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Wednesday, 18 March 2020

If there's a photographer there, the MPs will get confused and vote the wrong way.

                           Mark Duffy cover pages - copyright Mark Duffy

For a break from Coronavirus, here is the absolutely fascinating case of Mark Duffy. Duffy was the House of Commons photographer during the height of the Brexit negotiations (happening a year ago this month - what happy days they were). You'll have seen his images across social media, and spread across the front pages of newspapers around the world.

He was an in-house photographer who also had an arts practice, one that linked in to Brexit. It was a practice that, together with the publicity his in-house images brought, led to him being subjected to gagging orders, disciplinary proceedings, dismissal for bringing the house into disrepute, and a morning raid by black-clad police officers.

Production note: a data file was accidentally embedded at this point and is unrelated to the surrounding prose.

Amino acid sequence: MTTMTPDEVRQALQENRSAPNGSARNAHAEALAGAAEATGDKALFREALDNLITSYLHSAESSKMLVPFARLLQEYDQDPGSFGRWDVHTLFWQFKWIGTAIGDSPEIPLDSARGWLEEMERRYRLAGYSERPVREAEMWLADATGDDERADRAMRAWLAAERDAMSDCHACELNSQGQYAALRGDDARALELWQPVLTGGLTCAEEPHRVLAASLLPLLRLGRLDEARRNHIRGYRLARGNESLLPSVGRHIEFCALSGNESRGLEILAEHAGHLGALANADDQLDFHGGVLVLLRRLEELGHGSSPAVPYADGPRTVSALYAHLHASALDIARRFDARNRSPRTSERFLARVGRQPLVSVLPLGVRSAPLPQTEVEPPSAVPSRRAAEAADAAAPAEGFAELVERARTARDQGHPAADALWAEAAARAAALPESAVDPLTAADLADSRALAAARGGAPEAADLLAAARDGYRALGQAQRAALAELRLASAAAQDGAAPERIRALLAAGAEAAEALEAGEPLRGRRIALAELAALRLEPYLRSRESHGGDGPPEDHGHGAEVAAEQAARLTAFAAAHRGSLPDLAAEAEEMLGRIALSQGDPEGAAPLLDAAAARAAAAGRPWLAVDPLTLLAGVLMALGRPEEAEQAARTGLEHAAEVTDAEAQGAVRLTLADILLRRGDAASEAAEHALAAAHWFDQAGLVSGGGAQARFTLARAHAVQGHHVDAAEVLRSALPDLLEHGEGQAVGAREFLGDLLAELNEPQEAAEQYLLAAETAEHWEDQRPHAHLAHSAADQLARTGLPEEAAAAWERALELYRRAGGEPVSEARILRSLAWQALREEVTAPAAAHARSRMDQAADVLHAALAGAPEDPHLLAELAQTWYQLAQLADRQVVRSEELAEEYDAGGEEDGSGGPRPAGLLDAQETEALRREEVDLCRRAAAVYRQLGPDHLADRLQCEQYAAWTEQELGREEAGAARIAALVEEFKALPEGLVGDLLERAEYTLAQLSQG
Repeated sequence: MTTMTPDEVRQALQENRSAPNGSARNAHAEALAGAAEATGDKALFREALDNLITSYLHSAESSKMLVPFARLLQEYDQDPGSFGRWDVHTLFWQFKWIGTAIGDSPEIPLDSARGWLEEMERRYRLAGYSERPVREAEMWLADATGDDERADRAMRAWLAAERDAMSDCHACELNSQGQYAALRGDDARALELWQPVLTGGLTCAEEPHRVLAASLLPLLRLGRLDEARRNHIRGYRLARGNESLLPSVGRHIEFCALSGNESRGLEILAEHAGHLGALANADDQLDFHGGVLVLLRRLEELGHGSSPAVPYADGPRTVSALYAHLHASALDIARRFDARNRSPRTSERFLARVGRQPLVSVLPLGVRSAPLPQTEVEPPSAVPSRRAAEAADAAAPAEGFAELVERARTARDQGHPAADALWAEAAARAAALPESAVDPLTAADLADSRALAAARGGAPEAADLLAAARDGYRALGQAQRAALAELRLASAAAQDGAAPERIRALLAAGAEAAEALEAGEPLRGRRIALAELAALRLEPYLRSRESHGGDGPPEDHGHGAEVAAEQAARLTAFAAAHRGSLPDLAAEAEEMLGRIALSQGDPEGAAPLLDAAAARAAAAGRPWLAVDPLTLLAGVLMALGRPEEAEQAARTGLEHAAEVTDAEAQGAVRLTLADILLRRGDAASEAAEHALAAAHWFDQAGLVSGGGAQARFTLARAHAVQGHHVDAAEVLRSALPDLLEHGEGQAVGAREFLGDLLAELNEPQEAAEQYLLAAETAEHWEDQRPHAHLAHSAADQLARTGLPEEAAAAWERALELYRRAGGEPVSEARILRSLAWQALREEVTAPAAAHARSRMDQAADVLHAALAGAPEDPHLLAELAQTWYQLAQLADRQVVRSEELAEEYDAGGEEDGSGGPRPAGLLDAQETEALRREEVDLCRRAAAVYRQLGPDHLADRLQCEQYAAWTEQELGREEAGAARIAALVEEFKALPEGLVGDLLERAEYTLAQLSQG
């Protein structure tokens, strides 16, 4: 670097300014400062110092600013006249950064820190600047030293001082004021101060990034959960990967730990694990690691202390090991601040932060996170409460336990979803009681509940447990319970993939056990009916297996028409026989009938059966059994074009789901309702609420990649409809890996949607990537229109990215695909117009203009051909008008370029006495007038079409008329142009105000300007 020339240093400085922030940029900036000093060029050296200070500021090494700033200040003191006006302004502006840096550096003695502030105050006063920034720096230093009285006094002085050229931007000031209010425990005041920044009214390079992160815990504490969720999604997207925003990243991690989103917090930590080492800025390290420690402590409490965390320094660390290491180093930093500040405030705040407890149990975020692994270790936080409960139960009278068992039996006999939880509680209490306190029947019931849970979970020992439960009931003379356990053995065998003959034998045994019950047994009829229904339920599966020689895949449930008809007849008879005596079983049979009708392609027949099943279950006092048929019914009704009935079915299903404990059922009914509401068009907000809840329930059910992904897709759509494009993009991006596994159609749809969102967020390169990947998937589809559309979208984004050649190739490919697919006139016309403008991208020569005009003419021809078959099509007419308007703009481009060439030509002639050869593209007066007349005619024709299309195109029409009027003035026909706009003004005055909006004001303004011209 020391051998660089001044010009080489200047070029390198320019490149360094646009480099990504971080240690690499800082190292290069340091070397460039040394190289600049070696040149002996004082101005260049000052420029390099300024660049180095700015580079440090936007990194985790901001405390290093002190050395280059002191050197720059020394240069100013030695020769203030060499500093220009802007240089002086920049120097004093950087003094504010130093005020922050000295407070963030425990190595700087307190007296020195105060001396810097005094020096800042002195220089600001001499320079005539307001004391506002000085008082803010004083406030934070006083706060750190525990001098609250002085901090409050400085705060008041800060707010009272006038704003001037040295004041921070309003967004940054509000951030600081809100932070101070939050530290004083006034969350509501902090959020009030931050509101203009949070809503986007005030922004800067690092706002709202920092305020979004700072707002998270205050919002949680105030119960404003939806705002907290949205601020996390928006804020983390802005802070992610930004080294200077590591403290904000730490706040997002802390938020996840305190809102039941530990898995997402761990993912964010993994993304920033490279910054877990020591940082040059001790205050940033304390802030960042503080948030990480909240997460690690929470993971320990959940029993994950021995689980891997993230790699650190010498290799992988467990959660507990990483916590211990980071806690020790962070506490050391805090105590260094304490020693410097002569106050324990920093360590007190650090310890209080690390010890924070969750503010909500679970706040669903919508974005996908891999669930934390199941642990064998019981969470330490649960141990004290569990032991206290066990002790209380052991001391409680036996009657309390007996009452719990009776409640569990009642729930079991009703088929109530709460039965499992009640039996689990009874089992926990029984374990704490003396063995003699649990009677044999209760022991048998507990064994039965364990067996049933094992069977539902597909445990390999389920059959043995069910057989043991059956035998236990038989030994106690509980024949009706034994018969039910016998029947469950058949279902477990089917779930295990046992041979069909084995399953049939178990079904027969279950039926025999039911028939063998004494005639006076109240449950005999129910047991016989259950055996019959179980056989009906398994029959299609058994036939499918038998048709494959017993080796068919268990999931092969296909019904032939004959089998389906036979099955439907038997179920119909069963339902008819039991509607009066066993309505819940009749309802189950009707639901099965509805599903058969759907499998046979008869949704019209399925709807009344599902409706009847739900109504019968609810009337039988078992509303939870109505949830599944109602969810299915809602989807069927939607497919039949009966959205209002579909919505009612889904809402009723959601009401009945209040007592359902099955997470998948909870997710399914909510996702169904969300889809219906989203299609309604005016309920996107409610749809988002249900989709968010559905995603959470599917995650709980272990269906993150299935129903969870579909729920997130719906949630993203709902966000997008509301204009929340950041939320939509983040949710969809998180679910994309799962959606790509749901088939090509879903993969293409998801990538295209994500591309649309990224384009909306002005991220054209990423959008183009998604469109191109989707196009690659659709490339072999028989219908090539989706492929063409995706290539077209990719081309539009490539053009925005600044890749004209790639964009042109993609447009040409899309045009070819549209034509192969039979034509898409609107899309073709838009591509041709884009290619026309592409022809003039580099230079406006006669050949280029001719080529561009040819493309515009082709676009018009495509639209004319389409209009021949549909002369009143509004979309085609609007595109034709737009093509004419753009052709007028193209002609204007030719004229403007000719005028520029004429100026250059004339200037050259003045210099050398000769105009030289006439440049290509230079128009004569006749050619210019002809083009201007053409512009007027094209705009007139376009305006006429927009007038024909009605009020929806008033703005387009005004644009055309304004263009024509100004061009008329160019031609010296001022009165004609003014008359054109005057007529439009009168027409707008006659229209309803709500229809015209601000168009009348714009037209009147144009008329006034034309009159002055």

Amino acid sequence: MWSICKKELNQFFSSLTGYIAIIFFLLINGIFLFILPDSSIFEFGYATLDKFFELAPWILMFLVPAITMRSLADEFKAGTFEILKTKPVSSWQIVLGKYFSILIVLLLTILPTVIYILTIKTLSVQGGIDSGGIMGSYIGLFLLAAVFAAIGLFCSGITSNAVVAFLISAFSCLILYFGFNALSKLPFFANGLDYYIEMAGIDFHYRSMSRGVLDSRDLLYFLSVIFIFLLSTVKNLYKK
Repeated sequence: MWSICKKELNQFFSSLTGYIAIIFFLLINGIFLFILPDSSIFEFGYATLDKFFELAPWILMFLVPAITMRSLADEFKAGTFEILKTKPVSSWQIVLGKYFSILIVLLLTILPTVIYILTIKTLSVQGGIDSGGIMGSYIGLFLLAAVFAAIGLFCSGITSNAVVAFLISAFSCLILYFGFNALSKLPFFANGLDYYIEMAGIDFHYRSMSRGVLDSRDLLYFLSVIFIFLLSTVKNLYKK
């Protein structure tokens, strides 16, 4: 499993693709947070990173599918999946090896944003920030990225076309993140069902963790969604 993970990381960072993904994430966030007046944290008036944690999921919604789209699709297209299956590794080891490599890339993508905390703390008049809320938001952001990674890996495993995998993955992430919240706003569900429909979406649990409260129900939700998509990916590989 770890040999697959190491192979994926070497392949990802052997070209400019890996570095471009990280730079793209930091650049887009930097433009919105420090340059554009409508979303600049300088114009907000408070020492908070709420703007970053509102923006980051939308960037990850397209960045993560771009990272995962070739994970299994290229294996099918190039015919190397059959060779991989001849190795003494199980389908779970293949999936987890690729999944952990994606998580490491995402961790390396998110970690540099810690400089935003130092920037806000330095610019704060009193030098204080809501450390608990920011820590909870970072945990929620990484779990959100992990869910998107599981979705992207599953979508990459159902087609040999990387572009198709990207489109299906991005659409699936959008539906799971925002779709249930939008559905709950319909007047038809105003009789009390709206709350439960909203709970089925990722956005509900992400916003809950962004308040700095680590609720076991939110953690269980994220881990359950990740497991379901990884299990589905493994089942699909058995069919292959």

The image that saw Duffy accused of bringing the Houses of Parliament into disrepute

His photographs capture parliament during an unprecedented period of discord. They reveal both the chaos of the time, but also the low regard to which photography as a tool of historic record is held in the UK. His time in parliament also reveals the suspicion which photography is held and the rationalisations that can be made to block its use.

     The image that resulted in Duffy receiving a gagging order

The case of Mark Duffy and what it says about British attitudes to photography,and the way in which responsibility for parliamentary failures was laid at Duffy's door boggles my mind in a way no other photographic story has in the last year.

Read the whole story here. 

    The exhibition that resulted in a morning police raid

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